Farnborough t-prop facing fiscal hurdles
Farnborough-Aircraft.com, the UK company that is developing the single-turboprop F1 air-taxi, business and utility aircraft, quietly withdrew from the NBAA Convention even before the show was canceled.
Because of low financial and labor resources, a preliminary design review–earlier set for this month–has been delayed to next September. Conceding there is “an awful lot to do on the bigger-than-envisaged” project, a spokesman said finances are “critical” and that expenditure would “rise dramatically.” He acknowledged that Farnborough-Aircraft.com, which dubs itself one of the “first new-generation parallel aerospace industries,” has lived “fairly hand to mouth from just-in-time financing.” The project is “as complex as a small airliner. It has been a big learning curve” and the start-up company has faced “a series of smaller problems,” the spokesman added.
Powered by a Pratt & Whitney Canada PT6A-60A, the developmental F1 is predicted to have a laminar-flow wing and a 329-ktas cruise speed. The composite-construction airplane would compete against the Socata TBM 700, Piper Meridian and Pilatus PC-12.
A critical review, needed before a production go-ahead, is provisionally scheduled to occur in about two years’ time. The configuration was frozen in 2000 and the next review will “freeze the outer mould line and all system concepts and interfaces [and] ensure the position and size of everything,” said the spokesman. First flight of the F1 is now not likely until the end of 2004, with deliveries beginning in mid- to late 2006, after “18 to 24 months” of certification work to achieve FAR Part 135/European JAR 135 approval.
The company must double employee numbers to around 100 by the end of the year: “We have to expand engineering, marketing and administration,” said the spokesman.
After burning his fingers on the previous ARV Super 2 light-aircraft venture from which bankers withdrew support, chief executive Richard Noble has eschewed such financing sources. He is exploring additional funding, previous financial support having come from sales of stock and private investment through a Web site.
Although the company had chosen not to attend NBAA, officials claim an enthusiastic response from attendees at other events, including the Experimental Aircraft Association’s annual fly-in and convention at Oshkosh, Wis. “[That] was very worthwhile from the engineering viewpoint alone,” said the spokesman. “There’s an awful lot of knowledge there. For example, seat technology and aileron-flutter analysis.” It also was valuable for contact with industry representatives and operators, he said. Farnborough-Aircraft.com exhibited at the last Paris and Farnborough shows and at this year’s European Business Aviation Conference and Exhibition in Geneva.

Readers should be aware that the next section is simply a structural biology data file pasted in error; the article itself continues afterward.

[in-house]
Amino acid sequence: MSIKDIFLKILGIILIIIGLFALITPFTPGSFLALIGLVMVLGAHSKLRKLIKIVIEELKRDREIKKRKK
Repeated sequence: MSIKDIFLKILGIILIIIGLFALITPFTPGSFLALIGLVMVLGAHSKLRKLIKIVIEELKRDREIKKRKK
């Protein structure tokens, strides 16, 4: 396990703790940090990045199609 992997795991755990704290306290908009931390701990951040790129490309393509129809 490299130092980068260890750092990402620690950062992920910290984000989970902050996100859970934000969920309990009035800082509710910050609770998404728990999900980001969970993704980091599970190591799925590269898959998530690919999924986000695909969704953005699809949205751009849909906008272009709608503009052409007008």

Noble said his company needs orders for some 500 aircraft at $2 million each before first flight to go ahead with the project. He claims a market for 19,000 single-pilot, single-engine IFR models to provide on-demand public-transport service to carry 5 percent of the domestic business traffic in North America, Europe, Asia/Pacific and southwest Pacific. By late August the company had raised $6.5 million against an estimated $92 million needed to reach the first-flight stage. At that time, refundable $12,000 deposits had been taken for only two of the single turboprops.
The company sees the F1’s laminar-flow wing as a key design element, providing good low-speed handling, a short takeoff roll and low drag in high-speed cruise mode. Given that icing could compromise the aerodynamic efficiency, a decision is expected by year-end on whether the wing will be equipped with de-icing fluid or an electric-pulse ice removal system.
Use of composite materials will provide a long-life structure for the pressurized aircraft, said Noble. Controls would be by conventional manual cable or pushrod links. Sidestick control has been adopted to “keep the [instrument] panel uncluttered.”
Also to be decided around year-end is the “glass cockpit” panel. The first F1 will have an unspecified off-the-shelf instrument fit, while number two will be “bespoke.” The spokesman also said that decisions on the choice of suppliers for the landing gear and the propeller were close.